Storing files in consumer cloud is tempting. I use several consumer cloud storage platforms, such as DropBox, Google Drive and SkyDrive.
The convenience of these services mean I can access my files anywhere and have them synchronised between all my computers automatically. Many companies – including big enterprises – are evaluating the use of these cheap and easy-to-use storage services. Many more are perhaps already using such services – at their peril.
Consumer storage services come with big concerns and should prompt some serious questions.
The biggest security risk is that all files are stored in such a way that the cloud provider has full access to it. Do not believe your cloud provider will never look at the data.
In the US the National Security Letters (NSL) prevent companies from even informing their customers about such co-operation.
In the age of National Security Agency (NSA) surveillance, this is perhaps something to be wary of.
Also, there have been a number of high-profile incidents related to consumer cloud storage providers.
However, there is a way to overcome this risk: pre-internet encryption (PIE), encrypting data before it reaches the cloud provider. Services such as BoxCryptor can work on top of cloud storage platforms and encrypt all data with customer-managed keys.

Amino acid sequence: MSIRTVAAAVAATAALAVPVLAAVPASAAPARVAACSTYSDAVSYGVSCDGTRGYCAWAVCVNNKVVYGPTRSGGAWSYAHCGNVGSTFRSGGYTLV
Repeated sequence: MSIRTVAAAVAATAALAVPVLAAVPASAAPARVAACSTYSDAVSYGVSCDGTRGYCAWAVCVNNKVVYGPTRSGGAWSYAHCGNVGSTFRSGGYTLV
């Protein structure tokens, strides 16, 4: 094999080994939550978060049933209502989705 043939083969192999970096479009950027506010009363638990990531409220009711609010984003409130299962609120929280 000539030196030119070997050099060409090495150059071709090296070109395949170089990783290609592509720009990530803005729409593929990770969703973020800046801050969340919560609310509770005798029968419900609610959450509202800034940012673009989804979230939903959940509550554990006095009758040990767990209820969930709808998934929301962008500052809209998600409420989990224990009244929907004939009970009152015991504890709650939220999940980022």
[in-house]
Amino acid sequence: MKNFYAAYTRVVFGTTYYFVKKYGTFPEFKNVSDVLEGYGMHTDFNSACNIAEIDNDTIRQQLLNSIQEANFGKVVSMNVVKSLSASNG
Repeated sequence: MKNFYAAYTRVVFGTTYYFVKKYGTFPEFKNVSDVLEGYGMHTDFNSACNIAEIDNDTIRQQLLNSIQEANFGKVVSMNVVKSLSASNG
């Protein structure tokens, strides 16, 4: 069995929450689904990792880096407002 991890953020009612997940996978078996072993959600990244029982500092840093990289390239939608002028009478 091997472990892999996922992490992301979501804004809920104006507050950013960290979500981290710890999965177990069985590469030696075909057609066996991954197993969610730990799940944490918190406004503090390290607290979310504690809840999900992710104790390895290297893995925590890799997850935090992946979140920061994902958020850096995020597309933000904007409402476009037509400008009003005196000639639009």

This means the cloud storage provider cannot technically get access to any of your data.
Nevertheless, with any encryption comes the hassle of key management, which is considered the hardest discipline in IT security. Moreover, losing the encryption key means the data is lost forever.
The second biggest risk is related to linking to a company’s identity and access management (IAM) systems.
As with all company applications, an account should be disabled when an employee or a contractor no longer works for the company. Consumer offerings do not support plugging in to corporate IAM systems; that is typically a premium service of enterprise-ready cloud systems.
In summary, the consumer cloud storage services are great if you have files that are not overly sensitive and the company size is such that everyone knows everyone (the theory says this number is around 50).
If your file classification and company size do not fit this profile, you are most likely better off looking at enterprise-class cloud storage offers.
Vladimir Jirasek is managing director at Jirasek Consulting Services
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